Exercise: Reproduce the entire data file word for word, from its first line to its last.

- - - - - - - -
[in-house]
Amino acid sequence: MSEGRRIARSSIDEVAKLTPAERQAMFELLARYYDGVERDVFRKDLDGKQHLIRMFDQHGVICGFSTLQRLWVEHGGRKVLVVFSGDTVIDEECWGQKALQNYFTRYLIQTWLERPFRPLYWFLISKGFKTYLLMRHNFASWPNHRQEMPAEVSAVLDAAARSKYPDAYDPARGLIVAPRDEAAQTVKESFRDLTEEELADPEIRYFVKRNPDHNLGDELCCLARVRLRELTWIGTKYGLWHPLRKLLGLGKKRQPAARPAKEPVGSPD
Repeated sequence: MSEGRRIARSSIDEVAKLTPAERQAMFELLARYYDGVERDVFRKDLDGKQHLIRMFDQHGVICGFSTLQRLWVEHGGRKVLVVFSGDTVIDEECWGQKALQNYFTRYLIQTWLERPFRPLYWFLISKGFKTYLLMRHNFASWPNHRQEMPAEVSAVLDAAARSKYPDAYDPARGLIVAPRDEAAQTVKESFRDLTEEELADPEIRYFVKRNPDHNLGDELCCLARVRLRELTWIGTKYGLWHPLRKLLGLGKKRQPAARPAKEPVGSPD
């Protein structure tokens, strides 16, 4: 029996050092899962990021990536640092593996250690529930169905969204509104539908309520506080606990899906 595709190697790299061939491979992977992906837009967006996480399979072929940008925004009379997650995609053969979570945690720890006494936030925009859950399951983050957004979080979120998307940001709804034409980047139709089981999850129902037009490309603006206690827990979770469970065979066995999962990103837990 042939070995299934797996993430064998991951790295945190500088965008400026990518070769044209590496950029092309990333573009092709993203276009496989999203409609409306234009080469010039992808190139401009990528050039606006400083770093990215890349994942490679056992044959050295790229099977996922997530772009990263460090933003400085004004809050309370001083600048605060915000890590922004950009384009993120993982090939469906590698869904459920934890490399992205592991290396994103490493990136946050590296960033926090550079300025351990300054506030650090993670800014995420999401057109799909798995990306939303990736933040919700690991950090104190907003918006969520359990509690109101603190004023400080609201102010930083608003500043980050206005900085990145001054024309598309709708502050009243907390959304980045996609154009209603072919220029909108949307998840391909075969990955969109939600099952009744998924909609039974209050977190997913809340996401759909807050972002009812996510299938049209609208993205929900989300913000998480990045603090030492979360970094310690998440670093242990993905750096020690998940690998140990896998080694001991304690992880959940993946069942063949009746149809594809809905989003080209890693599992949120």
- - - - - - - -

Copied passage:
[in-house]
Amino acid sequence: MSEGRRIARSSIDEVAKLTPAERQAMFELLARYYDGVERDVFRKDLDGKQHLIRMFDQHGVICGFSTLQRLWVEHGGRKVLVVFSGDTVIDEECWGQKALQNYFTRYLIQTWLERPFRPLYWFLISKGFKTYLLMRHNFASWPNHRQEMPAEVSAVLDAAARSKYPDAYDPARGLIVAPRDEAAQTVKESFRDLTEEELADPEIRYFVKRNPDHNLGDELCCLARVRLRELTWIGTKYGLWHPLRKLLGLGKKRQPAARPAKEPVGSPD
Repeated sequence: MSEGRRIARSSIDEVAKLTPAERQAMFELLARYYDGVERDVFRKDLDGKQHLIRMFDQHGVICGFSTLQRLWVEHGGRKVLVVFSGDTVIDEECWGQKALQNYFTRYLIQTWLERPFRPLYWFLISKGFKTYLLMRHNFASWPNHRQEMPAEVSAVLDAAARSKYPDAYDPARGLIVAPRDEAAQTVKESFRDLTEEELADPEIRYFVKRNPDHNLGDELCCLARVRLRELTWIGTKYGLWHPLRKLLGLGKKRQPAARPAKEPVGSPD
């Protein structure tokens, strides 16, 4: 029996050092899962990021990536640092593996250690529930169905969204509104539908309520506080606990899906 595709190697790299061939491979992977992906837009967006996480399979072929940008925004009379997650995609053969979570945690720890006494936030925009859950399951983050957004979080979120998307940001709804034409980047139709089981999850129902037009490309603006206690827990979770469970065979066995999962990103837990 042939070995299934797996993430064998991951790295945190500088965008400026990518070769044209590496950029092309990333573009092709993203276009496989999203409609409306234009080469010039992808190139401009990528050039606006400083770093990215890349994942490679056992044959050295790229099977996922997530772009990263460090933003400085004004809050309370001083600048605060915000890590922004950009384009993120993982090939469906590698869904459920934890490399992205592991290396994103490493990136946050590296960033926090550079300025351990300054506030650090993670800014995420999401057109799909798995990306939303990736933040919700690991950090104190907003918006969520359990509690109101603190004023400080609201102010930083608003500043980050206005900085990145001054024309598309709708502050009243907390959304980045996609154009209603072919220029909108949307998840391909075969990955969109939600099952009744998924909609039974209050977190997913809340996401759909807050972002009812996510299938049209609208993205929900989300913000998480990045603090030492979360970094310690998440670093242990993905750096020690998940690998140990896998080694001991304690992880959940993946069942063949009746149809594809809905989003080209890693599992949120």